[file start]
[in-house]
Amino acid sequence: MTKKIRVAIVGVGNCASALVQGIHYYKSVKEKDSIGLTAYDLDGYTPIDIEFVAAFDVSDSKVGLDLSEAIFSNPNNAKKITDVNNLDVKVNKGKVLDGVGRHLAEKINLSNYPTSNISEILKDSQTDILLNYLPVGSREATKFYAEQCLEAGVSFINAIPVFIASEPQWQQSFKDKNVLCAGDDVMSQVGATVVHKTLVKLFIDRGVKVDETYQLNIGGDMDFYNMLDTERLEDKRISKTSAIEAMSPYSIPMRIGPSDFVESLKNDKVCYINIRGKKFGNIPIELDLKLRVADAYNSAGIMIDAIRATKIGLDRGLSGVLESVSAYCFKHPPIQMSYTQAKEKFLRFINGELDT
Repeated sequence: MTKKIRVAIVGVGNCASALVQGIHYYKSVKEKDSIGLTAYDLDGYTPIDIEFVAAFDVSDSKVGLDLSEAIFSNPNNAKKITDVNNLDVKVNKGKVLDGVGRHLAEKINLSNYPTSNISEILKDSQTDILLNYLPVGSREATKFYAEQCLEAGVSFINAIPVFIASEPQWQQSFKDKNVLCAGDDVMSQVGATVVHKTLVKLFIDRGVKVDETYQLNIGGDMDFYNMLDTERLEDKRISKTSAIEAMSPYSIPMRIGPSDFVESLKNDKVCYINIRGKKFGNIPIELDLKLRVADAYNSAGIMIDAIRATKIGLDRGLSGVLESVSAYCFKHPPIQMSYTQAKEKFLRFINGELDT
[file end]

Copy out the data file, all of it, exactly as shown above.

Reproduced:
[in-house]
Amino acid sequence: MTKKIRVAIVGVGNCASALVQGIHYYKSVKEKDSIGLTAYDLDGYTPIDIEFVAAFDVSDSKVGLDLSEAIFSNPNNAKKITDVNNLDVKVNKGKVLDGVGRHLAEKINLSNYPTSNISEILKDSQTDILLNYLPVGSREATKFYAEQCLEAGVSFINAIPVFIASEPQWQQSFKDKNVLCAGDDVMSQVGATVVHKTLVKLFIDRGVKVDETYQLNIGGDMDFYNMLDTERLEDKRISKTSAIEAMSPYSIPMRIGPSDFVESLKNDKVCYINIRGKKFGNIPIELDLKLRVADAYNSAGIMIDAIRATKIGLDRGLSGVLESVSAYCFKHPPIQMSYTQAKEKFLRFINGELDT
Repeated sequence: MTKKIRVAIVGVGNCASALVQGIHYYKSVKEKDSIGLTAYDLDGYTPIDIEFVAAFDVSDSKVGLDLSEAIFSNPNNAKKITDVNNLDVKVNKGKVLDGVGRHLAEKINLSNYPTSNISEILKDSQTDILLNYLPVGSREATKFYAEQCLEAGVSFINAIPVFIASEPQWQQSFKDKNVLCAGDDVMSQVGATVVHKTLVKLFIDRGVKVDETYQLNIGGDMDFYNMLDTERLEDKRISKTSAIEAMSPYSIPMRIGPSDFVESLKNDKVCYINIRGKKFGNIPIELDLKLRVADAYNSAGIMIDAIRATKIGLDRGLSGVLESVSAYCFKHPPIQMSYTQAKEKFLRFINGELDT